• The Elder Scrolls IV get's you "The Hero of Kvatch" and "The Hero Of Tamriel" from the main quest, Arch Mage (and lesser titles you get as you rise in the guild before that) from the Mages Guild quest, Head of the Fighter's guild, Grey Fox from the Thieves Guild, Knight Of The Nine for the quests from the Knights of the Nine expansion and Sheograph, god of madness from the Shivering Isles expansion. When you get them, certain NPCs will mention them (most notably the first, which causes the vast majority of NPCs to say "You're the one who closed the gate! The Hero Of Kvatch!?" as their default line and the Mages guild titles, which make everyone in the guild greet you with "Hello [rank]").
  • In Overlord your jester follows you around in your castle and hails you with various titles depending on your actions ("Saviour of Elves", "Abuser of jesters" etc). In the sequel his successor also makes little songs to go along with the titles once you take a Harp from the Elves, from which he'll start a band with.
  • In Fable I you can either earn your title, or you can buy them from the appropriately named "Title Vendor".
  • World of Warcraft lets you earn titles by completing achievements, which you can then chose which one to show, if any. This is just to show off, as NPC's won't care if you conquered Ulduar or became exalted by your factions capital cities.
  • The player character of Ace Combat games often pick up nicknames as the plot progresses. They tend to be along the lines of Demon Lord. And in Ace Combat Zero, your wingman is named Solo Wing because he once returned from a mission with one wing shot off.
  • Metal Gear Solid 3 Snake Eater shows how Naked Snake earns the title of Big Boss, by surpassing his mentor, The Boss, by defeating her.
  • Sewer Shark, where you start out in the opening cutscene as Rookie, then (in the same cutscene) get assigned the call-sign of Dogmeat, earning Ratbreath, Exterminator, then Beachbum as you successfully progress through the levels.
  • The NIS Roguelike Zettai Hero Project is all about earning the right to be called the Absolute Victory Unlosing Ranger and the faith of the world. Given that the main character starts out as a level one nameless bystander thrust straight into the Final Boss Battle, this turns out to be quite the endeavor.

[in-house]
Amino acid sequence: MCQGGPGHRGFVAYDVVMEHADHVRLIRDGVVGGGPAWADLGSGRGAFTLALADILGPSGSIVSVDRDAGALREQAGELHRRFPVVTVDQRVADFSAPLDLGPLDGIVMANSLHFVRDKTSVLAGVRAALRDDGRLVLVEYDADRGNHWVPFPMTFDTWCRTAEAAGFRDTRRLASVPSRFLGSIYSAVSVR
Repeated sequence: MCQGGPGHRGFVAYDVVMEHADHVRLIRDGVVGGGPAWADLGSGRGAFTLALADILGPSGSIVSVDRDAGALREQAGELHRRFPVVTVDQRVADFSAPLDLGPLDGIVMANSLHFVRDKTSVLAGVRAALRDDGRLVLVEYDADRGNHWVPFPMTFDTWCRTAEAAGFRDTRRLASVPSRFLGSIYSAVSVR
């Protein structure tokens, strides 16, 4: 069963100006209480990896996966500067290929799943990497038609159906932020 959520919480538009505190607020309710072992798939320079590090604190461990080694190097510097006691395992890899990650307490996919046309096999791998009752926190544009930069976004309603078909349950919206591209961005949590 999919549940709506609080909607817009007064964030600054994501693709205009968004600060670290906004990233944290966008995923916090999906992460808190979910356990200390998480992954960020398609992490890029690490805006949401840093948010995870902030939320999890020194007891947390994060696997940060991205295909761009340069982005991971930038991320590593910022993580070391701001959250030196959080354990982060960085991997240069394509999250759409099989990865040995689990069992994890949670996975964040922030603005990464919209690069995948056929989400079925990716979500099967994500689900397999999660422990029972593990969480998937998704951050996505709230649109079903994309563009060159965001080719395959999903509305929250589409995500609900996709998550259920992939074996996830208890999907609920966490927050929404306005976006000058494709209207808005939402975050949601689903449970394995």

• In Dragon Age 2, the PC is referred to as the Champion of Kirkwall, although due to the How We Got Here framing device, the player doesn't find out how they earned that title until about 2/3 of the way through the game.
  • In Tales of the Abyss, Jade earned his title "The Necromancer" because he would scavenge corpses after battles to use them in fomicry experiments. And he was trying to revive the dead, just not as zombies. Contrary to rumor, all his troops are alive and not even slightly zombified.

Web Comic

 Mab: Friend of beer-wenches?

Dan: Hey, now! I earned that title just like the rest!


Real Life

  • Too many, some of whom probably didn't deserve them.... 'Vlad the Impaler' probably deserved his, though.
    • The monarchs of England mostly earned theirs: William the Conqueror conquered England; Richard the Lionhearted was a valiant soldier; Alfred the Great saved his people from being wiped out by invading hordes of Horny Vikings; and Edward the Hammer of the Scots hammered the Scots (and the Welsh; and the Irish; and the Jews...) However, YMMV as to whether Bloody Mary and Good Queen Bess deserve those nicknames.
  • Often the case with nicknames one earns from one's peers in the military.


  1. and killing the guy who shot him